The Language Learning Process

15 Jul

We’ve  been in Morocco a little over a year now, and the 4 of us who didn’t speak Arabic or French when we arrived have all increased our knowledge of these two languages.  However, as I stopped to reflect, I realized we also all represent different types of language learners, and thereby we have achieved different levels of success with Arabic and French.  Here’s where we currently are as language learners:

DSCF2731Samir – Sam is a baby and so knew nothing when we arrived.  He was only 3 months old after all.  However, now at 16 months old, he completely understand when you speak to him in Arabic, just the same as you had spoken to him in English.  He doesn’t have much spoken vocabulary yet, but his receptive vocabulary is very high in both Arabic and English.  He has had very little exposure to French, as he has spent his days with me (in English) or my husband and/or the nanny (in Arabic), but I can tell by how he responds to the Arabic that if he continues to be in this type of environment, he will view Arabic as a mother tongue.  He will be my truly “native speaker”.

DSCF2668Zaiyd – Zaiyd was 3 1/2 when we came to Morocco.  He knew how to speak very well in English, and was beginning to learn to read in English.  In Arabic, he knew the letters and a few key words and phrases.  In French, he knew nothing.  He began school in a program where 1/2 of his day is spent in French and 1/2 of his day is spent in Arabic.  Although his day was quite long, it was more focused on coloring, singing and vocabulary.  He amassed a huge vocabulary in both Arabic and French quite quickly.  However, due to his personality, he chooses not to speak in French or Arabic as often as he can get away with, to the point of hearing and understanding the French sentence, and then responding directly in English, showing he understands, but does not want to take the time to work on the spoken piece if he can be understood in English.  Zaiyd also took a preference for French over Arabic and so his French vocabulary started to surpass his Arabic vocabulary.  There are certain concepts that he learned in school (in French and/or Arabic) before we worked on them at home in English.  For example, Zaiyd is much more comfortable with the days of the week in French than he is in English.  While French and Arabic will never be Zaiyd’s mother tounge, it seems that if he continues to be in this type of environment, he will definitely be fluent in both shortly.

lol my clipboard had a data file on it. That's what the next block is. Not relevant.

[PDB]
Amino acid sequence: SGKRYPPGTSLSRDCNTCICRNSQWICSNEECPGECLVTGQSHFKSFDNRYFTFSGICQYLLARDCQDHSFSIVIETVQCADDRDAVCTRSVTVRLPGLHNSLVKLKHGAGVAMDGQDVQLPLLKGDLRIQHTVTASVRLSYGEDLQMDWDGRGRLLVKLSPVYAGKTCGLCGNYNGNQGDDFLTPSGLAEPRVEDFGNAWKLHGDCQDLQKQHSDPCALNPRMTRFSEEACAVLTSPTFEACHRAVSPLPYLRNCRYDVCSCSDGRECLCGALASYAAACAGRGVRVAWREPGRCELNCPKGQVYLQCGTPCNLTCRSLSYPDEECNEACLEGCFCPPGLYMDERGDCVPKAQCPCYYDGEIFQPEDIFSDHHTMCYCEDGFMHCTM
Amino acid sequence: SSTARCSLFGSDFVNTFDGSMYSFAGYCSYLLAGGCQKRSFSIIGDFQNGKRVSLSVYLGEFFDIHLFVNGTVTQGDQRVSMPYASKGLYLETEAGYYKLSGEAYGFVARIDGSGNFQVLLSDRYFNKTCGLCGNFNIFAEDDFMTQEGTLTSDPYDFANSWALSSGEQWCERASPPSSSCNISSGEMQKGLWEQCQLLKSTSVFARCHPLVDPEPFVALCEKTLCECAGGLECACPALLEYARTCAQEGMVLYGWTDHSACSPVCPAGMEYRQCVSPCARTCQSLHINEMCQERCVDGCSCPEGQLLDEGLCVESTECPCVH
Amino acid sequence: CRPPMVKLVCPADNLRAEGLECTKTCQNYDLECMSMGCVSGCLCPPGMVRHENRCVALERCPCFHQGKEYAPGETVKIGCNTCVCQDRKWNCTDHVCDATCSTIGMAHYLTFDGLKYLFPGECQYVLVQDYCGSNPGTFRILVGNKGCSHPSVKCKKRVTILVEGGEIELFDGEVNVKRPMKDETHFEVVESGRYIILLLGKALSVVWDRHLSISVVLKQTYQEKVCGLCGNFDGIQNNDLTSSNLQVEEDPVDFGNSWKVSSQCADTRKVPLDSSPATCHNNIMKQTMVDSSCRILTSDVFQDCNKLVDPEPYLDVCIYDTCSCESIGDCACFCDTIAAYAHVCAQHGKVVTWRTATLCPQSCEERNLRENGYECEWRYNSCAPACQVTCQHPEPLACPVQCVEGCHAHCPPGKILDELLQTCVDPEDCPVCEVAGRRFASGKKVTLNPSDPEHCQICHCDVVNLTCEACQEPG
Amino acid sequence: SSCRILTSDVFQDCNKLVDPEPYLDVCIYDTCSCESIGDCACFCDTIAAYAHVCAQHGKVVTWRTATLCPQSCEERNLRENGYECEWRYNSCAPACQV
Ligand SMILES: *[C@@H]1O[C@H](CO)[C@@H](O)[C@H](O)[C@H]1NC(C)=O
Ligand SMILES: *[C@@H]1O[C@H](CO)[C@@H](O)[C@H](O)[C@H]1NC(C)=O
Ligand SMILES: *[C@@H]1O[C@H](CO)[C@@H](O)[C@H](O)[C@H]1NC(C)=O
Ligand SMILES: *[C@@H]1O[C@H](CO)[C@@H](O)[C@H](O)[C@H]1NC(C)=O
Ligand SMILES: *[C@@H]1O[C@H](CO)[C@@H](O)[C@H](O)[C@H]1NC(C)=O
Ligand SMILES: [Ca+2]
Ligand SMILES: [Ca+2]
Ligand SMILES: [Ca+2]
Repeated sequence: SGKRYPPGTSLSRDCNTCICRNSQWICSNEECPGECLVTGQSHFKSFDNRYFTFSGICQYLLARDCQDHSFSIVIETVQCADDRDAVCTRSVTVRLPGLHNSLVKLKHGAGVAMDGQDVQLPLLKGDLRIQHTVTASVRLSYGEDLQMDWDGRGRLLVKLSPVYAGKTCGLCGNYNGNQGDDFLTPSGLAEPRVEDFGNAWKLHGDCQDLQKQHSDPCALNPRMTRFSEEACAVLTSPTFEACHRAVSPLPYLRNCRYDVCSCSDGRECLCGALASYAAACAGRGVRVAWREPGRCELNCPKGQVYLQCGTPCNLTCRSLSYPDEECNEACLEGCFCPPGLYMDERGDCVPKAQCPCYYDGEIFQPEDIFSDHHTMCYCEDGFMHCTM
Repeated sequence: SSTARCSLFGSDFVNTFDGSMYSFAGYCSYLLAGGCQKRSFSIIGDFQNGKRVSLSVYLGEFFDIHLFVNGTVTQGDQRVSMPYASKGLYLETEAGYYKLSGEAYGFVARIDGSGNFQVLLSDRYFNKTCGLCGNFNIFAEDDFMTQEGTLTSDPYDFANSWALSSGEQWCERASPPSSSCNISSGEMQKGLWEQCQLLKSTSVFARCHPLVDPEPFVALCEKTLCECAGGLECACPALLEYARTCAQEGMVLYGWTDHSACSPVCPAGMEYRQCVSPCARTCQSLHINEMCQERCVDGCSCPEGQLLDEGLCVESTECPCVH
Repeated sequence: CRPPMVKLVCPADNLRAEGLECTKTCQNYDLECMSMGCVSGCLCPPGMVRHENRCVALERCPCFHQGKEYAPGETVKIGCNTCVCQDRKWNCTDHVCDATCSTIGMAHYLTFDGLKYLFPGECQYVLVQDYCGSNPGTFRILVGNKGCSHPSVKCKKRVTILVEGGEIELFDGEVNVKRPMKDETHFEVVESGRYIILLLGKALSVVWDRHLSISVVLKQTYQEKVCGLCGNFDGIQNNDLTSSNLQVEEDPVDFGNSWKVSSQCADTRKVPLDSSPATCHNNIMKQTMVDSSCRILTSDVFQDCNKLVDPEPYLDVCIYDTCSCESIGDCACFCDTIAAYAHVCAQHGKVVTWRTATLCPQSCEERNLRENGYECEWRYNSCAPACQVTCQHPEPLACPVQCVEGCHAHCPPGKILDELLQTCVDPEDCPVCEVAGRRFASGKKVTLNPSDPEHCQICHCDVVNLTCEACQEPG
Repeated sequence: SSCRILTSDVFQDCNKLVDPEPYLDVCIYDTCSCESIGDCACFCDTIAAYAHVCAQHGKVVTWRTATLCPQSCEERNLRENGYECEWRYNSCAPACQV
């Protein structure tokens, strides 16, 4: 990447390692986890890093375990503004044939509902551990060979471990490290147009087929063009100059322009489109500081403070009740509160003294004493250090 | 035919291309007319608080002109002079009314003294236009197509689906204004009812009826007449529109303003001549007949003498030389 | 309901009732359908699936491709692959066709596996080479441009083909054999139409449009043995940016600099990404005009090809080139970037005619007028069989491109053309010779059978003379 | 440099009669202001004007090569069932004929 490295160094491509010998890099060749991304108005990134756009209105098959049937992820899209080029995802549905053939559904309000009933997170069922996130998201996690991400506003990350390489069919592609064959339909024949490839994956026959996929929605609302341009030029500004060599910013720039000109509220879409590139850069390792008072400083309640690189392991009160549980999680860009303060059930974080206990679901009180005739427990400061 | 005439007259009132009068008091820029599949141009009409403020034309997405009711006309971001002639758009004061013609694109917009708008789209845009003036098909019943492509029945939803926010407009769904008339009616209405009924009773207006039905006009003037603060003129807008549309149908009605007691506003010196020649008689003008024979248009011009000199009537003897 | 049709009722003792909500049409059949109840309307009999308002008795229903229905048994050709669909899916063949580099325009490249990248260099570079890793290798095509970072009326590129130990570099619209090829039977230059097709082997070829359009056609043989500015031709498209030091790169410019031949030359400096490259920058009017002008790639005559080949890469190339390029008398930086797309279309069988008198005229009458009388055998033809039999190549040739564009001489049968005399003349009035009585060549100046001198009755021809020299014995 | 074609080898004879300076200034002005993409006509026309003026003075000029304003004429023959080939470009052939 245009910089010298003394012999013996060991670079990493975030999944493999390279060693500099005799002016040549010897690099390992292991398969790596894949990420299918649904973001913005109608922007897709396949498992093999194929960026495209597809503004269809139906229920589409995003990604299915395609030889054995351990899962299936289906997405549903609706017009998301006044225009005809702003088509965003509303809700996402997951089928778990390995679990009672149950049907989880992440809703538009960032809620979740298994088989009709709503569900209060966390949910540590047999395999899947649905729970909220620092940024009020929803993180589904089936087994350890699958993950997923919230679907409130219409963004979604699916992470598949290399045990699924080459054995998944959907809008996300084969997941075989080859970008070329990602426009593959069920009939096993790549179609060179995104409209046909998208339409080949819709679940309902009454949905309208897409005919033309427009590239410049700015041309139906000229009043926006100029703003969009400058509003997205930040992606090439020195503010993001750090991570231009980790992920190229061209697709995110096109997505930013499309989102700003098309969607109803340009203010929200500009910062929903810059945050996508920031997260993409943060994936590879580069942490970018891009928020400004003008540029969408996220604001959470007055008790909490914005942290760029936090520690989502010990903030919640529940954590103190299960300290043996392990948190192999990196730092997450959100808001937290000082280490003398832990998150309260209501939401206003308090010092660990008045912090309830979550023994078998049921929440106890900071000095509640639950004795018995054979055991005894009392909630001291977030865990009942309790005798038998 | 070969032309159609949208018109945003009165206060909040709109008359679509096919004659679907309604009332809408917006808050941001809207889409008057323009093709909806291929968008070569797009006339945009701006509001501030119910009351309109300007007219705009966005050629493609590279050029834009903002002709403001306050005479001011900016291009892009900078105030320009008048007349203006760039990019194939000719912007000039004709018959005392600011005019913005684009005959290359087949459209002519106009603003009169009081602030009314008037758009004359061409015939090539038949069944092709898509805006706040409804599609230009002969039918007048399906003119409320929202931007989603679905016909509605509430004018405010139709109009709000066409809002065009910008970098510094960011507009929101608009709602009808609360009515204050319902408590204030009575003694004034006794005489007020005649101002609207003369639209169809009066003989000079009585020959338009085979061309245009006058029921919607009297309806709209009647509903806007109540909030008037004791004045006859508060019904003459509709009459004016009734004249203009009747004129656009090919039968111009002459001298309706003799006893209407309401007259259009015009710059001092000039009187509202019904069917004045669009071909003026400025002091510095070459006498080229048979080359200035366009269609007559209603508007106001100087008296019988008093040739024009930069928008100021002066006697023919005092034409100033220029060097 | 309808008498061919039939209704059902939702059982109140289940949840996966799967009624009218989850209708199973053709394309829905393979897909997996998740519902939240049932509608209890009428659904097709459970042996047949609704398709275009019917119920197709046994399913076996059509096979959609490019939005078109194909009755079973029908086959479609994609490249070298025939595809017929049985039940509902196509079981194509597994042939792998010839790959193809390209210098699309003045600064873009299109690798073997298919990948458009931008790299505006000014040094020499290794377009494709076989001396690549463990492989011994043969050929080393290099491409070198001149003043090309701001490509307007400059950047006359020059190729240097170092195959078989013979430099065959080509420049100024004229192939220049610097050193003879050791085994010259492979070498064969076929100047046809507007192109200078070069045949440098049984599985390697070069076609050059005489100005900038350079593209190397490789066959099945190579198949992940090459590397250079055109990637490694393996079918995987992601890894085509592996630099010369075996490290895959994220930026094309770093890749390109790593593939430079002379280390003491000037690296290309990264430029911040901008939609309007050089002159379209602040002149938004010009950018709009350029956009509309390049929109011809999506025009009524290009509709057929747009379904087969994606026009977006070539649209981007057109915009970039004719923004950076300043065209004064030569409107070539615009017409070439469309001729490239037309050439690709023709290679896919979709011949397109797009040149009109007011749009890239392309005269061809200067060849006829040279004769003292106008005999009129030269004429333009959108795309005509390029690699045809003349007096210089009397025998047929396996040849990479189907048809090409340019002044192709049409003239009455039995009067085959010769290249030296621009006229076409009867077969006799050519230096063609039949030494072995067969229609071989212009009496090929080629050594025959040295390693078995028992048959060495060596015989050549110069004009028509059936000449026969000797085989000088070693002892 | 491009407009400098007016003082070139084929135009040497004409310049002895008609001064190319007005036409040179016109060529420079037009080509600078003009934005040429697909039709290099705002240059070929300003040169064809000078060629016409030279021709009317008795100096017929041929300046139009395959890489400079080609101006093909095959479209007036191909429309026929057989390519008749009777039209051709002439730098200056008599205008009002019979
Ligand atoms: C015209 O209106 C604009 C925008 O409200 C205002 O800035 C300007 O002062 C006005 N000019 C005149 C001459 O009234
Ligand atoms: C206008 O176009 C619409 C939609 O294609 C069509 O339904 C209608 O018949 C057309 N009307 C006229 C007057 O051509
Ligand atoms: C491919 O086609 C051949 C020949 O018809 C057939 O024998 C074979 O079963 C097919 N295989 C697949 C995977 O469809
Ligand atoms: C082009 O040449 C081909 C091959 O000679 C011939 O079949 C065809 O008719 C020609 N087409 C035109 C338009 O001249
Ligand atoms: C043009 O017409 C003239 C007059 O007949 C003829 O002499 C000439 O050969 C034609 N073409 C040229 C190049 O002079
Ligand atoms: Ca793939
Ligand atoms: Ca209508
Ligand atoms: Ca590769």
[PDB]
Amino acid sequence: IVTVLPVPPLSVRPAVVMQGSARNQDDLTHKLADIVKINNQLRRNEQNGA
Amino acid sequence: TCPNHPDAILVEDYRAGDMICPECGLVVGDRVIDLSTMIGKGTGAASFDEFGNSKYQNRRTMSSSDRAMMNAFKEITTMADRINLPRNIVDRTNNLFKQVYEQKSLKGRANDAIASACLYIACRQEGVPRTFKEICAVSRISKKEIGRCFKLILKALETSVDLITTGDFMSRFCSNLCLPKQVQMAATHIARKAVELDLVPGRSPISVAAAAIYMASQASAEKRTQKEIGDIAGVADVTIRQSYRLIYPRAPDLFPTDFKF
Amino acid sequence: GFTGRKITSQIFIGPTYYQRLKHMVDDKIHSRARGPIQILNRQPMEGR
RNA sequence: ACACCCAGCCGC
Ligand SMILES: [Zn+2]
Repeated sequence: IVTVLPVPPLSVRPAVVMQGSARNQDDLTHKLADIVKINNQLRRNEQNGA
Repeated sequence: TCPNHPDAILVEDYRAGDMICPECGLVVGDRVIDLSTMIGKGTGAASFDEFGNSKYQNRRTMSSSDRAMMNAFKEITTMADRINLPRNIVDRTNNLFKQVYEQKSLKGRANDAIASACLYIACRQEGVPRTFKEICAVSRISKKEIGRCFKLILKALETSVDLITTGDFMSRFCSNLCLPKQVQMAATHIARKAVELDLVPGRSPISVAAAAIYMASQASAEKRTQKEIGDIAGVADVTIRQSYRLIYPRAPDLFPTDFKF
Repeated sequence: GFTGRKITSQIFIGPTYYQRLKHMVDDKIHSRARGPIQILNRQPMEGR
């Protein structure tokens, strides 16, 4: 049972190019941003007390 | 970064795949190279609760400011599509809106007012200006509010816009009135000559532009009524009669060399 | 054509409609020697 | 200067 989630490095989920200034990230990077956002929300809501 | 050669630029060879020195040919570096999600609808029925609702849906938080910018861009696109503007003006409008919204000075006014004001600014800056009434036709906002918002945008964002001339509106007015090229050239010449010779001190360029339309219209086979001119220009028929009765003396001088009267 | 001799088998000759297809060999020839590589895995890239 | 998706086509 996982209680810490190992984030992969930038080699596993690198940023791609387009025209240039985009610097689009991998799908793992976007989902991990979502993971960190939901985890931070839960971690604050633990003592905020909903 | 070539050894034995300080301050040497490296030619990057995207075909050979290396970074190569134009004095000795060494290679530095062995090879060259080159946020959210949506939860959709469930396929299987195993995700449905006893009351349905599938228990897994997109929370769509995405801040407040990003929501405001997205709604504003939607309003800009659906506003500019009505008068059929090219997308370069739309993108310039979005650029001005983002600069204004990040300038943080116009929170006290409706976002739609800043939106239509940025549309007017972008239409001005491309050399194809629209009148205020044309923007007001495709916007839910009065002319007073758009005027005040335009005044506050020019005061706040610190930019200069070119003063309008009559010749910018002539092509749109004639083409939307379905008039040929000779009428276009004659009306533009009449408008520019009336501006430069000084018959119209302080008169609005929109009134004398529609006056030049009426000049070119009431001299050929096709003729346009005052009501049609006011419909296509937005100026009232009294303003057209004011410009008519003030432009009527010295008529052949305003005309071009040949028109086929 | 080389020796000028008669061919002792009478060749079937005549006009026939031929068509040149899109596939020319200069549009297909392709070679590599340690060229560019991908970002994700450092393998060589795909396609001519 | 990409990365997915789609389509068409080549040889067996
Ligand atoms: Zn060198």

DSCF2567Khalil – Kal was 7 when we came to Morocco.  He attended Prek – 1st grade in a Georgia Public School in the US.  He could read and write well in English.  In Arabic, he knew the letters, his body parts, and a few key words and phrases.  In French. he knew nothing.  He began school in a program where 1/2 of his day is spent in French and 1/2 of his day is spent in Arabic.  Instead of going to second grade, he completed first grade again.  He learned to read and write again, both in French and in Arabic.  He learned grammar, memorized poems and Koran verses, and learned to write in pen.  He had some difficulty with the differences in the school systems, but he thoroughly enjoyed school.  Kal loves to learn and he threw himself into conquering these two languages.  Kal took a preference for Arabic and really enjoyed reading the street signs to us and reciting the Koran verses he had memorized via rote (even if he didn’t completely understand them yet.)  He was able to use his base in English to understand new concepts, and still translates his learning from Arabic (or French) into English in order to understand it completely.  Like Zaiyd, Kal will be fluent if he continues to be in this type of environment, in fact he already communicates quite well in both languages.  However, most of the concepts Kal learns in English and then his brain does a lot of translating between languages.